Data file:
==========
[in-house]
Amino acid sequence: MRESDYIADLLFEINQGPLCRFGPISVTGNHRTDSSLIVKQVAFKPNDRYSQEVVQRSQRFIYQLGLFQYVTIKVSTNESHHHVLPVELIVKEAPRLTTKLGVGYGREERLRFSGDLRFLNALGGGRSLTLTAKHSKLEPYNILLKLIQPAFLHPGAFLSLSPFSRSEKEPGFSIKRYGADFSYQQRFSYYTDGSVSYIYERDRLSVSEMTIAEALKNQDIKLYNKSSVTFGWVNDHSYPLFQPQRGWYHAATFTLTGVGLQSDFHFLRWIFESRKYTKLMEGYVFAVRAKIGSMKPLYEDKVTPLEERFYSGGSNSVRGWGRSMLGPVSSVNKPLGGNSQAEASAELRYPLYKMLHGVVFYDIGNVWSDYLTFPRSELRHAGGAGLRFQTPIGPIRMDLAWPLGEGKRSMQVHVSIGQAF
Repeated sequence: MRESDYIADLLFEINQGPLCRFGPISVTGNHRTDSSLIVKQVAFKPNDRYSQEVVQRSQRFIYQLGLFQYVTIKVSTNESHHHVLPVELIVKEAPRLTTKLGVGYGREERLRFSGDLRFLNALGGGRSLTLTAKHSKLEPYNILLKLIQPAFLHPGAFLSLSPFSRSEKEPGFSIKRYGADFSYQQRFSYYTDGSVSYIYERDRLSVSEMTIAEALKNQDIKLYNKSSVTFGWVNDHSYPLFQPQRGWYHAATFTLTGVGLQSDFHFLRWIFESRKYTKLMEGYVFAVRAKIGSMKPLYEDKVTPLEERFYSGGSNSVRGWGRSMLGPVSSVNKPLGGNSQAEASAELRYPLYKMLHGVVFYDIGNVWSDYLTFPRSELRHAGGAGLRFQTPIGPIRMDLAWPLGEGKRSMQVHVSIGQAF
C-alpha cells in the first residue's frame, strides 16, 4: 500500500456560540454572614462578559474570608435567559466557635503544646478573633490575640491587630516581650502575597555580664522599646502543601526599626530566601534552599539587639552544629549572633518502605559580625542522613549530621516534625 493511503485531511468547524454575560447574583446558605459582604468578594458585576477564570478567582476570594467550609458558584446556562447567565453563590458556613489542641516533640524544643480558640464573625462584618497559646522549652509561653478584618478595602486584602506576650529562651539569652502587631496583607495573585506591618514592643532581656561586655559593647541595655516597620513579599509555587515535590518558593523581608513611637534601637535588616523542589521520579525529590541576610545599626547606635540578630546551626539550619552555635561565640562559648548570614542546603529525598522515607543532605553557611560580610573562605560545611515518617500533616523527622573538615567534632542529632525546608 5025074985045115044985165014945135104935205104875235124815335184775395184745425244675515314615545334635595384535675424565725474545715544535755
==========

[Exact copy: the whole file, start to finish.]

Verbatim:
[in-house]
Amino acid sequence: MRESDYIADLLFEINQGPLCRFGPISVTGNHRTDSSLIVKQVAFKPNDRYSQEVVQRSQRFIYQLGLFQYVTIKVSTNESHHHVLPVELIVKEAPRLTTKLGVGYGREERLRFSGDLRFLNALGGGRSLTLTAKHSKLEPYNILLKLIQPAFLHPGAFLSLSPFSRSEKEPGFSIKRYGADFSYQQRFSYYTDGSVSYIYERDRLSVSEMTIAEALKNQDIKLYNKSSVTFGWVNDHSYPLFQPQRGWYHAATFTLTGVGLQSDFHFLRWIFESRKYTKLMEGYVFAVRAKIGSMKPLYEDKVTPLEERFYSGGSNSVRGWGRSMLGPVSSVNKPLGGNSQAEASAELRYPLYKMLHGVVFYDIGNVWSDYLTFPRSELRHAGGAGLRFQTPIGPIRMDLAWPLGEGKRSMQVHVSIGQAF
Repeated sequence: MRESDYIADLLFEINQGPLCRFGPISVTGNHRTDSSLIVKQVAFKPNDRYSQEVVQRSQRFIYQLGLFQYVTIKVSTNESHHHVLPVELIVKEAPRLTTKLGVGYGREERLRFSGDLRFLNALGGGRSLTLTAKHSKLEPYNILLKLIQPAFLHPGAFLSLSPFSRSEKEPGFSIKRYGADFSYQQRFSYYTDGSVSYIYERDRLSVSEMTIAEALKNQDIKLYNKSSVTFGWVNDHSYPLFQPQRGWYHAATFTLTGVGLQSDFHFLRWIFESRKYTKLMEGYVFAVRAKIGSMKPLYEDKVTPLEERFYSGGSNSVRGWGRSMLGPVSSVNKPLGGNSQAEASAELRYPLYKMLHGVVFYDIGNVWSDYLTFPRSELRHAGGAGLRFQTPIGPIRMDLAWPLGEGKRSMQVHVSIGQAF
C-alpha cells in the first residue's frame, strides 16, 4: 500500500456560540454572614462578559474570608435567559466557635503544646478573633490575640491587630516581650502575597555580664522599646502543601526599626530566601534552599539587639552544629549572633518502605559580625542522613549530621516534625 493511503485531511468547524454575560447574583446558605459582604468578594458585576477564570478567582476570594467550609458558584446556562447567565453563590458556613489542641516533640524544643480558640464573625462584618497559646522549652509561653478584618478595602486584602506576650529562651539569652502587631496583607495573585506591618514592643532581656561586655559593647541595655516597620513579599509555587515535590518558593523581608513611637534601637535588616523542589521520579525529590541576610545599626547606635540578630546551626539550619552555635561565640562559648548570614542546603529525598522515607543532605553557611560580610573562605560545611515518617500533616523527622573538615567534632542529632525546608 5025074985045115044985165014945135104935205104875235124815335184775395184745425244675515314615545334635595384535675424565725474545715544535755